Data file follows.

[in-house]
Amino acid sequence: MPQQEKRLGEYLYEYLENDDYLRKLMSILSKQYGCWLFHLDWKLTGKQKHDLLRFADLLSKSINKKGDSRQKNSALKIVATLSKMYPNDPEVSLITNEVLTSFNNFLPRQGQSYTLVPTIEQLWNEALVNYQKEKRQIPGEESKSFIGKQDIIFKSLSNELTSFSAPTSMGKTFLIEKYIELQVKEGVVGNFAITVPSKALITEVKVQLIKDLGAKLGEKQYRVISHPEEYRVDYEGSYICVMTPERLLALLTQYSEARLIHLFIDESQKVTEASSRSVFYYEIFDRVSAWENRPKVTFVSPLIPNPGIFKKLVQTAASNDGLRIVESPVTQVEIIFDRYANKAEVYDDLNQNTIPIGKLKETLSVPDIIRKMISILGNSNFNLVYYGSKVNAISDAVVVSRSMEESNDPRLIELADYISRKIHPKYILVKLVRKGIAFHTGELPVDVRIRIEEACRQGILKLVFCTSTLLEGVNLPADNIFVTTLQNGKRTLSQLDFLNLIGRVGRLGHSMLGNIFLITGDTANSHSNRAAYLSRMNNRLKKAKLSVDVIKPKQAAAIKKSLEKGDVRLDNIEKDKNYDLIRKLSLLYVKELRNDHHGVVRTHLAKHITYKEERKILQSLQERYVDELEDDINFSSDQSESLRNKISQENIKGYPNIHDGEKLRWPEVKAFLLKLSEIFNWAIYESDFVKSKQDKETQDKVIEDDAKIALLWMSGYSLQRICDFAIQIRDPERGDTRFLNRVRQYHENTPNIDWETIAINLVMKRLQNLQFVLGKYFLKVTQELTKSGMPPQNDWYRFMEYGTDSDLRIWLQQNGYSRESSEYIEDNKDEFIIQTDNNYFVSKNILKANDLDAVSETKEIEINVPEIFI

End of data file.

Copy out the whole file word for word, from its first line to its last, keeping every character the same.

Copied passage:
[in-house]
Amino acid sequence: MPQQEKRLGEYLYEYLENDDYLRKLMSILSKQYGCWLFHLDWKLTGKQKHDLLRFADLLSKSINKKGDSRQKNSALKIVATLSKMYPNDPEVSLITNEVLTSFNNFLPRQGQSYTLVPTIEQLWNEALVNYQKEKRQIPGEESKSFIGKQDIIFKSLSNELTSFSAPTSMGKTFLIEKYIELQVKEGVVGNFAITVPSKALITEVKVQLIKDLGAKLGEKQYRVISHPEEYRVDYEGSYICVMTPERLLALLTQYSEARLIHLFIDESQKVTEASSRSVFYYEIFDRVSAWENRPKVTFVSPLIPNPGIFKKLVQTAASNDGLRIVESPVTQVEIIFDRYANKAEVYDDLNQNTIPIGKLKETLSVPDIIRKMISILGNSNFNLVYYGSKVNAISDAVVVSRSMEESNDPRLIELADYISRKIHPKYILVKLVRKGIAFHTGELPVDVRIRIEEACRQGILKLVFCTSTLLEGVNLPADNIFVTTLQNGKRTLSQLDFLNLIGRVGRLGHSMLGNIFLITGDTANSHSNRAAYLSRMNNRLKKAKLSVDVIKPKQAAAIKKSLEKGDVRLDNIEKDKNYDLIRKLSLLYVKELRNDHHGVVRTHLAKHITYKEERKILQSLQERYVDELEDDINFSSDQSESLRNKISQENIKGYPNIHDGEKLRWPEVKAFLLKLSEIFNWAIYESDFVKSKQDKETQDKVIEDDAKIALLWMSGYSLQRICDFAIQIRDPERGDTRFLNRVRQYHENTPNIDWETIAINLVMKRLQNLQFVLGKYFLKVTQELTKSGMPPQNDWYRFMEYGTDSDLRIWLQQNGYSRESSEYIEDNKDEFIIQTDNNYFVSKNILKANDLDAVSETKEIEINVPEIFI